Abstract: We conducted a comparative study of three widely used algorithms for the detection of fiducial\backslashnmarkers in electron microscopy images. The algorithms were applied to four datasets from different sources. For\backslashnthe purpose of obtaining comparable results, we introduced figures of merit and implemented all three algorithms\backslashnin a unified code base to exclude software-specific differences. The application of the algorithms revealed that\backslashnnone of the three algorithms is superior to the others in all cases. This leads to the conclusion that the choice of a\backslashnmarker detection algorithm highly depends on the properties of the dataset to be analyzed, even within the\backslashnnarrowed domain of electron tomography

3.
Trampert, Patrick, Chen, Delei, Bogachev, Sviatoslav, Dahmen, Tim; Slusallek, Philipp
Dictionary-based Filling of the Missing Wedge in Electron Tomography .
Volume 22 , page 554--555.
July 2016

Abstract: A new method for dealing with electron tomography data from incomplete projection sets is proposed. The approach is inspired by exemplar-based inpainting techniques in image processing [1] and heuristically generates data for missing projection directions. The method has also been extended to work on three dimensional data. In general, electron tomography reconstructions suffer from elongation artifacts along the beam direction at 0° tilt. These artifacts can be seen in the corresponding Fourier domain as a missing wedge. The new method synthetically generates projections for these missing directions with the help of a dictionary-based approach that is able to convey both structure and texture at the same time. It constitutes a preprocessing step that can be combined with any tomographic reconstruction algorithm. The new algorithm was applied to the well-known Shepp-Logan phantom. Visually, the synthetic projections, reconstructions, and corresponding Fourier power spectra showed a decrease of the typical missing wedge artifacts. Quantitatively, the inpainting method is capable to reduce missing wedge artifacts and improves tomogram quality with respect to several figures-of-merit.

2.
Lemme, Stefan, Sutter, Jan, Schlinkmann, Christian; Slusallek, Philipp
The Basic Building Blocks of Declarative 3D on the Web
Proceedings of the 21st International Conference on Web3D Technology of Web3D '16 , page 17-25.
Publisher: ACM, New York, NY, USA
July 2016

Keywords: Dec3D, HTML, X3DOM, XML3D, web components

Abstract: WebGL enabled real-time 3D graphics on the Web. With the objective to integrate 3D graphics into the rest of the Web technology stack, and to make it easier for Web developers to develop interactive 3D graphics, Declarative 3D approaches were developed: X3DOM and XML3D. While the former focuses on backward-compatibility to X3D and a large set of convenience elements, the latter attempts to define a minimal set of flexible elements as an extension to HTML5. It has now been more than 6 years since Declarative 3D was first proposed for the Web. However, despite their different philosophies neither X3DOM nor XML3D has yet been able to achieve the same momentum and adoption rate as imperative frameworks like three.js. In the meantime, the underlying Web technology stack has made significant advances. In this paper we revisit both approaches in light of new Web technologies, such as Web Components, to define a small set of core elements that can provide the convenience of X3DOM while remaining as flexible and customizable as XML3D. Further, we present a strategy for building upon these core elements to enable user-defined elements, with the ability to cover domain-specific needs in Declarative 3D. Lastly, we show how these concepts can be used to simplify existing approaches (i.e. X3DOM and XML3D) and provide the basic building blocks of Declarative 3D on the Web.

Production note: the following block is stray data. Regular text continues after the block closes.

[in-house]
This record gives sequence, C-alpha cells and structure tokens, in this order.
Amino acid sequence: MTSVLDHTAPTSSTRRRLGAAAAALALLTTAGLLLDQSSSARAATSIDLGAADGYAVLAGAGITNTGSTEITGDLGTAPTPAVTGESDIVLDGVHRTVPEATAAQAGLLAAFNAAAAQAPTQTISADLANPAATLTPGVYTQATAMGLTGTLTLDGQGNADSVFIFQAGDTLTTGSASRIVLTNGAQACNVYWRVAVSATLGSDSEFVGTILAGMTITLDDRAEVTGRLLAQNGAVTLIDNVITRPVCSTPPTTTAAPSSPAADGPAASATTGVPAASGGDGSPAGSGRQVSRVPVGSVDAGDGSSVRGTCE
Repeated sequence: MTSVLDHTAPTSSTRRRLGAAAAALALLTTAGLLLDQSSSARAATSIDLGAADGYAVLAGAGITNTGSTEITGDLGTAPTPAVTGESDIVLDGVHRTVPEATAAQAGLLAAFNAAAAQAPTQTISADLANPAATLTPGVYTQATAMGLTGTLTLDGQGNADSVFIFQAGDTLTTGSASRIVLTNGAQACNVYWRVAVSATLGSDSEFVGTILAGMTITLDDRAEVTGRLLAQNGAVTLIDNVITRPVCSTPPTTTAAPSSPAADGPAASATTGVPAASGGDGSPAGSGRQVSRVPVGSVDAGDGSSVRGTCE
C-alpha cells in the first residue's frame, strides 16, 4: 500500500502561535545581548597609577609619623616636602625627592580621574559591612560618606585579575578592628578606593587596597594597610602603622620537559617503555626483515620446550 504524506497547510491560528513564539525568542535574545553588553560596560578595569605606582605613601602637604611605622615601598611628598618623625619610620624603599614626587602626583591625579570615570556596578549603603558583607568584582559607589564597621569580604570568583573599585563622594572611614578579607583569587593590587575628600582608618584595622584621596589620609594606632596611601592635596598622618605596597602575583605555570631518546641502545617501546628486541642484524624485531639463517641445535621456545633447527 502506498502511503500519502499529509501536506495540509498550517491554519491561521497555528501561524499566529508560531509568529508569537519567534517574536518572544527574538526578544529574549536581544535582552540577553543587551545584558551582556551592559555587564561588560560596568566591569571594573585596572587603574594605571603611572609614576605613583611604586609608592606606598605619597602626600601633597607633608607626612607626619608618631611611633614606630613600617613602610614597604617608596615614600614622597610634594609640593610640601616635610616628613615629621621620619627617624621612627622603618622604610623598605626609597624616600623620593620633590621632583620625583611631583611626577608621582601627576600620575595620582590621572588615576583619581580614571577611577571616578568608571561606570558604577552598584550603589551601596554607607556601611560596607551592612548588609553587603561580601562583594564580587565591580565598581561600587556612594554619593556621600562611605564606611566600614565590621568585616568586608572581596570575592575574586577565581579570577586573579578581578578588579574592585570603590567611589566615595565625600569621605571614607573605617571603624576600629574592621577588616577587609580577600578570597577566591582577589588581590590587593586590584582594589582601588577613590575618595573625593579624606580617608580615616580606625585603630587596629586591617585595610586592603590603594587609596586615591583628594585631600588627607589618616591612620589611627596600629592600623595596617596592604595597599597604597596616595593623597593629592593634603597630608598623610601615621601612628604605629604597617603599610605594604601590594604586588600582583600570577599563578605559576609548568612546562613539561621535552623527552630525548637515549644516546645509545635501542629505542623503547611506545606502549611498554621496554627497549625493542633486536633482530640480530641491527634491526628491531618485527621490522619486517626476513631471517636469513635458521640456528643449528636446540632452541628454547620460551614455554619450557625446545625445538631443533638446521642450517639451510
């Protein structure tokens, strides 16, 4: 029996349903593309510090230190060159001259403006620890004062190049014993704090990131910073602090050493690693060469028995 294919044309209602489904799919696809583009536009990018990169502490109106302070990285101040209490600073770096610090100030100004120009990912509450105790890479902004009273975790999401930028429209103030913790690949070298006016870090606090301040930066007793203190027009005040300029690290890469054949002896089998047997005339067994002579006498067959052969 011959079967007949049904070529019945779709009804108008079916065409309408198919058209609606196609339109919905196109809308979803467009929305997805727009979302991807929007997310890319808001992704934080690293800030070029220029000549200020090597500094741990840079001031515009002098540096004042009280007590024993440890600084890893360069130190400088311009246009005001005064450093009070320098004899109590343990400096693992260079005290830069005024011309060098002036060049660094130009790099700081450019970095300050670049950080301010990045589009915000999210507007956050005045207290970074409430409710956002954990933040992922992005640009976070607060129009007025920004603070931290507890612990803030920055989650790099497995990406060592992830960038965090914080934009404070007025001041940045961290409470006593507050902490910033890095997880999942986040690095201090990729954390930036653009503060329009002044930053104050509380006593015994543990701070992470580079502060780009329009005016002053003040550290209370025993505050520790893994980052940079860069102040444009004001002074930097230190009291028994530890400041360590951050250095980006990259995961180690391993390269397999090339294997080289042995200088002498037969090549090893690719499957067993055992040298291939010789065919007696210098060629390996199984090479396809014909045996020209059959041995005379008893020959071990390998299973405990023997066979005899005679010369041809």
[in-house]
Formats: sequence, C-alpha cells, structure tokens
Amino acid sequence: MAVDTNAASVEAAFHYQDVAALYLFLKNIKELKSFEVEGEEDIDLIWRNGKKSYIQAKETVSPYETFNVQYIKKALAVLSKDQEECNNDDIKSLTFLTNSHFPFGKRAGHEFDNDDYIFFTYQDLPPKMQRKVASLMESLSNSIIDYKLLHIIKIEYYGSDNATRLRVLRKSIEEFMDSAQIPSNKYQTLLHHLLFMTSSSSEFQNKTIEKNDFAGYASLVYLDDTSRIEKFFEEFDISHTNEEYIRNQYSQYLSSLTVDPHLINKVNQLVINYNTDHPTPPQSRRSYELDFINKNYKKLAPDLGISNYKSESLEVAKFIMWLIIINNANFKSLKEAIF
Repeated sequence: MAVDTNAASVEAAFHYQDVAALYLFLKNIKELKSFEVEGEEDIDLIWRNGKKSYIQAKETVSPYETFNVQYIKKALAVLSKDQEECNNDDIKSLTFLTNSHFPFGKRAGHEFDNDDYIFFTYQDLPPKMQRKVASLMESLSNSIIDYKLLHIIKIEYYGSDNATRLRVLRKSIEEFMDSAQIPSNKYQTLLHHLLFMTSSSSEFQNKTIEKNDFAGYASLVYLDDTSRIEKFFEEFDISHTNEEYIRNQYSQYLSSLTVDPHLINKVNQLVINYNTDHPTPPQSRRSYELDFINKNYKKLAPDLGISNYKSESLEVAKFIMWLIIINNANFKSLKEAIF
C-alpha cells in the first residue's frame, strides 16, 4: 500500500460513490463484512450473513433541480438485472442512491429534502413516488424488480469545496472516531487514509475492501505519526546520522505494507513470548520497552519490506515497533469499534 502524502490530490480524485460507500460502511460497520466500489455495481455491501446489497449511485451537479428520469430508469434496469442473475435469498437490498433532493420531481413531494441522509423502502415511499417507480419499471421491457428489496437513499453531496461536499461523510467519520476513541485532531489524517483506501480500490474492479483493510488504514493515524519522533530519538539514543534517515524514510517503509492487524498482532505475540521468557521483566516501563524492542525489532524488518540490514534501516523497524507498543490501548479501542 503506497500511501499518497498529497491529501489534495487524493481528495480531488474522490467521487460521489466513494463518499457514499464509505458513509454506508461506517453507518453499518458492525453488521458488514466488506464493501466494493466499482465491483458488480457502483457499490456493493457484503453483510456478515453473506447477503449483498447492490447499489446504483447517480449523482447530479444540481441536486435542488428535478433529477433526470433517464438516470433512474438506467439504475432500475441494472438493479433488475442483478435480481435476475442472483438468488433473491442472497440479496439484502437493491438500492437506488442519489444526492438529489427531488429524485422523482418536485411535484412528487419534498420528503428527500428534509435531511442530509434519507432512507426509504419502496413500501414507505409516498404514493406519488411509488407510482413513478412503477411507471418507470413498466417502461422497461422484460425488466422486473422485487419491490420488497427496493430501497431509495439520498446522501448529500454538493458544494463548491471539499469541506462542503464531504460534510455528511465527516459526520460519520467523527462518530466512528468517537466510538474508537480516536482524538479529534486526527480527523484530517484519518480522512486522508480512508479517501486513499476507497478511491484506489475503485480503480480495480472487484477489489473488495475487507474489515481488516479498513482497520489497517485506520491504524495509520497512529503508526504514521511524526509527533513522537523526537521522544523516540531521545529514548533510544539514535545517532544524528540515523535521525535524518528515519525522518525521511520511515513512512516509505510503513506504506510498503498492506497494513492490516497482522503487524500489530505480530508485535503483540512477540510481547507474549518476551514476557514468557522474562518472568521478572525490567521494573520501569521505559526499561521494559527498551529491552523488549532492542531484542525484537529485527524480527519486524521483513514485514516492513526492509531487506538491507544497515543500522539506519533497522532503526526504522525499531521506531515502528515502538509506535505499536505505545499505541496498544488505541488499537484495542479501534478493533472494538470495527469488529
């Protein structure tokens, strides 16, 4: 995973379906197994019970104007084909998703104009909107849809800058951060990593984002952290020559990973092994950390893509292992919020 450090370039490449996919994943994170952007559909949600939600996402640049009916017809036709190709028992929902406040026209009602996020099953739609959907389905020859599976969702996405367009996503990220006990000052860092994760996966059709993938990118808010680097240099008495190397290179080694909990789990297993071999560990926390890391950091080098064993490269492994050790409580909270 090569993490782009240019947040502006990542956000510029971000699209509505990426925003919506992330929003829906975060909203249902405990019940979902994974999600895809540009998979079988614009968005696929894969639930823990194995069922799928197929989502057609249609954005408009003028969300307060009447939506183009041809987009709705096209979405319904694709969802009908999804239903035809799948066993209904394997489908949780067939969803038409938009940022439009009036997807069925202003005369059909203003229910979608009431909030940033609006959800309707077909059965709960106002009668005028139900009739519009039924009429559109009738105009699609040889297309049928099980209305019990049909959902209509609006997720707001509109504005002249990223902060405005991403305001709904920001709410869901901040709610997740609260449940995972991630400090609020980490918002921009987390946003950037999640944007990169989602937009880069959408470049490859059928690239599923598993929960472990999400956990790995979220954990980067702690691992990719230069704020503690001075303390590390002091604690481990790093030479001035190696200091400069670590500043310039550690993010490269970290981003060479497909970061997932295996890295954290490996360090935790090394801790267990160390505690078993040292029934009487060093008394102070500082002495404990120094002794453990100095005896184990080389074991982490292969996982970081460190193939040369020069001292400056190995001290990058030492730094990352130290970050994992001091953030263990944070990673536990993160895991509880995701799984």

1.
Limberger, Daniel, Scheibel, Willy, Lemme, Stefan; Döllner, Jürgen
Dynamic 2.5D Treemaps Using Declarative 3D on the Web
Proceedings of the 21st International Conference on Web3D Technology of Web3D '16 , page 33-36.
Publisher: ACM, New York, NY, USA
July 2016

Keywords: 2.5D treemap, Dec3D, X3DOM, XML3D, glTF

Abstract: The 2.5D treemap represents a general purpose visualization technique to map multi-variate hierarchical data in a scalable, interactive, and consistent way used in a number of application fields. In this paper, we explore the capabilities of Declarative 3D for the web-based implementation of 2.5D treemap clients. Particularly, we investigate how X3DOM and XML3D can be used to implement clients with equivalent features that interactively display 2.5D treemaps with dynamic mapping of attributes. We also show a first step towards a glTF-based implementation. These approaches are benchmarked focusing on their interaction capabilities with respect to rendering and speed of dynamic data mapping. We discuss the results for our representative example of a complex 3D interactive visualization technique and summerize recommendations for improvements towards operational web clients.